Some of the 2.5 million Afghan refugees in Pakistan are facing reduced aid in the worst funding shortfall for a generation as the European and Syrian migrant crisis dominates headlines and drains cash, according to UN officials.
The world’s largest long-term refugee population lives in Pakistan -- mostly Afghans who fled more than three decades of war in their country.
Pakistan programs such as infant feeding, education, and sanitation are being cut as the UNHCR is struggling to deal with the exodus of people from countries like Syria, Iraq, an Afghanistan.
So far in 2015, the UNHCR’s Pakistani branch has only received $33.6 million out if its $136.7 million annual budget, officials said.
Students at schools like the one run by principal Mohammad Zamir in the Kababiyan refugee camp outside Peshawar have been told to go home.
"This year, during the summer holidays, we were suddenly told that the funds aren't there, and so we are withdrawing 7th and 8th grade classes," said Zamir, looking out over a crowd of blue-uniformed students sitting on the floor of a tent.
Thousands of children could be affected by the cuts.
More than half a million refugees have tried to enter Europe this year, including 80,000 Afghans, according to the UNHCR -- just a fraction of the 2.5 million living in Pakistan, many of whom fled violence a generation or two ago.
Afghanistan has endured several decades of displacement, starting with Soviet occupation in the 1980s, the civil war that followed and then the ongoing battle against Taliban insurgents since their hardline Islamist movement was topped in 2001.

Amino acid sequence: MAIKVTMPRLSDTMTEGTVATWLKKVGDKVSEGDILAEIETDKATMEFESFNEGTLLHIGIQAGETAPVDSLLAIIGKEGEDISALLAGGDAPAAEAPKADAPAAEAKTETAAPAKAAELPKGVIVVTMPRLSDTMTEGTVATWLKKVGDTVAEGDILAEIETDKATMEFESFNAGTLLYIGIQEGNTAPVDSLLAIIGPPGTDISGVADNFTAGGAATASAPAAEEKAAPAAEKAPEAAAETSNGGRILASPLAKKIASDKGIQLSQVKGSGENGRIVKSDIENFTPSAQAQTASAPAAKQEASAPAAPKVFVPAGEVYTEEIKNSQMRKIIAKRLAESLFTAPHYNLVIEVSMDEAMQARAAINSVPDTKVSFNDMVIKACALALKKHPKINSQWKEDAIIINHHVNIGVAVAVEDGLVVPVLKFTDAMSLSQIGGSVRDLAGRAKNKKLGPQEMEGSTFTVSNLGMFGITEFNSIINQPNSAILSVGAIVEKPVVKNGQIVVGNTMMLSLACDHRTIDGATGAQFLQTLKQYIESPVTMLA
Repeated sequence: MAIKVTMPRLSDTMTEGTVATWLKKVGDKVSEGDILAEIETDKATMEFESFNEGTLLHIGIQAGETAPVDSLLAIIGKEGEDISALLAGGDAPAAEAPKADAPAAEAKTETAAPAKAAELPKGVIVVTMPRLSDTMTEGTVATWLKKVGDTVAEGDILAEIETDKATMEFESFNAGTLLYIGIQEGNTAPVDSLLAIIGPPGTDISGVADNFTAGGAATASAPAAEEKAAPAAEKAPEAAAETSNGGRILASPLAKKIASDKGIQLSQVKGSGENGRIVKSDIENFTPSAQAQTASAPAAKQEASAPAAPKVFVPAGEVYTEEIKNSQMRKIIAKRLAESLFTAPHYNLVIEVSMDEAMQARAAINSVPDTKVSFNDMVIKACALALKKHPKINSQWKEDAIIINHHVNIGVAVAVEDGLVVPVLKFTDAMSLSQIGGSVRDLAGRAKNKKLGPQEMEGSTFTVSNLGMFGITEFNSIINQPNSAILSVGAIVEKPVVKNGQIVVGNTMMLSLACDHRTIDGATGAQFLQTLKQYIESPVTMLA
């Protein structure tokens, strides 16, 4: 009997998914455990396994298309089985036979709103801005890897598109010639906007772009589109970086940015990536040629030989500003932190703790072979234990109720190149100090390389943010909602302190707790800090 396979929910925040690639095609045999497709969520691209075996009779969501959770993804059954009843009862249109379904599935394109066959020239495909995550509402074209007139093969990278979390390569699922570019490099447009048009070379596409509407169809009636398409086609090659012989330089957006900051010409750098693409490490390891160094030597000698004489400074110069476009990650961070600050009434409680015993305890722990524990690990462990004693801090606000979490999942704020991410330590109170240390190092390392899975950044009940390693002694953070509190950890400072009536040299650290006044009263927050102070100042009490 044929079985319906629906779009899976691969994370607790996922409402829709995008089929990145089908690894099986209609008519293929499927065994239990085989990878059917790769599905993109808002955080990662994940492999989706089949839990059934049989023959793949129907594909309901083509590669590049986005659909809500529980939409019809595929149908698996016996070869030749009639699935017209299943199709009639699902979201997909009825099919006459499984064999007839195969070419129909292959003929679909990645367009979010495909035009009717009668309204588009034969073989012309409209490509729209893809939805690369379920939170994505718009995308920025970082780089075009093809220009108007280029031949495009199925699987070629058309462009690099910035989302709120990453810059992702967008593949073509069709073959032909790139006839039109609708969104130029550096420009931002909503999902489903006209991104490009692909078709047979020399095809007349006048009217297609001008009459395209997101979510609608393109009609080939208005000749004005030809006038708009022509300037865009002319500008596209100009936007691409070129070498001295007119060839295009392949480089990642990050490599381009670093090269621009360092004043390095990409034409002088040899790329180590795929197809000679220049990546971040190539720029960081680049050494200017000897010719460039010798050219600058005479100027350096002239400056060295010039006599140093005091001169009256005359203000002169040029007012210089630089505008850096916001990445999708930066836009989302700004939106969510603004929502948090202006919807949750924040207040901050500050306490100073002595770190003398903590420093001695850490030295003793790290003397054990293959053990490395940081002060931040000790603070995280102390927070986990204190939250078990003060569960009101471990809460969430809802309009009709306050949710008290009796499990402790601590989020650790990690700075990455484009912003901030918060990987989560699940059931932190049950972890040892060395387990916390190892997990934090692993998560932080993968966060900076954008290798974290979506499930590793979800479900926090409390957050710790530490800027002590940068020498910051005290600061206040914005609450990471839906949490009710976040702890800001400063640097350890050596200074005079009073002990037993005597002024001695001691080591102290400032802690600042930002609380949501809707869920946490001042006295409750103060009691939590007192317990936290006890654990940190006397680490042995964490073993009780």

"The UN supports Syrian refugees. But no one ever asks about Afghans. Our war has been going on for 35 years," said Mohammad Amin, a white-bearded veteran of the fight against the Soviets, unable to hide his anger.
The UNHCR's budget is underfunded by 61 percent globally in 2015, the largest gap in more than 15 years. The shortfall has forced some hard choices to be made.
"If ... there is a child who has just crossed with their families into the hills of Lebanon, and it's winter and they're freezing to death, do you give a tent there or do you replace a shelter (in Pakistan)?" asked Indrika Ratwatte, UNHCR's Pakistan chief.
The cuts could unintentionally create more migrants to Europe.
At the Kababiyan camp, which is home to around 12,000 people, some members of Saida Jan's family have already decided there is no future there.
Two young relatives of the 60-year-old Afghan from Nangarhar Province, who fled his native country 35 years ago, paid people smugglers to get them to Germany and left around two months ago. They have arrived there safely.
"I cannot tell you all of the difficulties that we face over here," he added.
With reporting by Asad Hashim for Reuters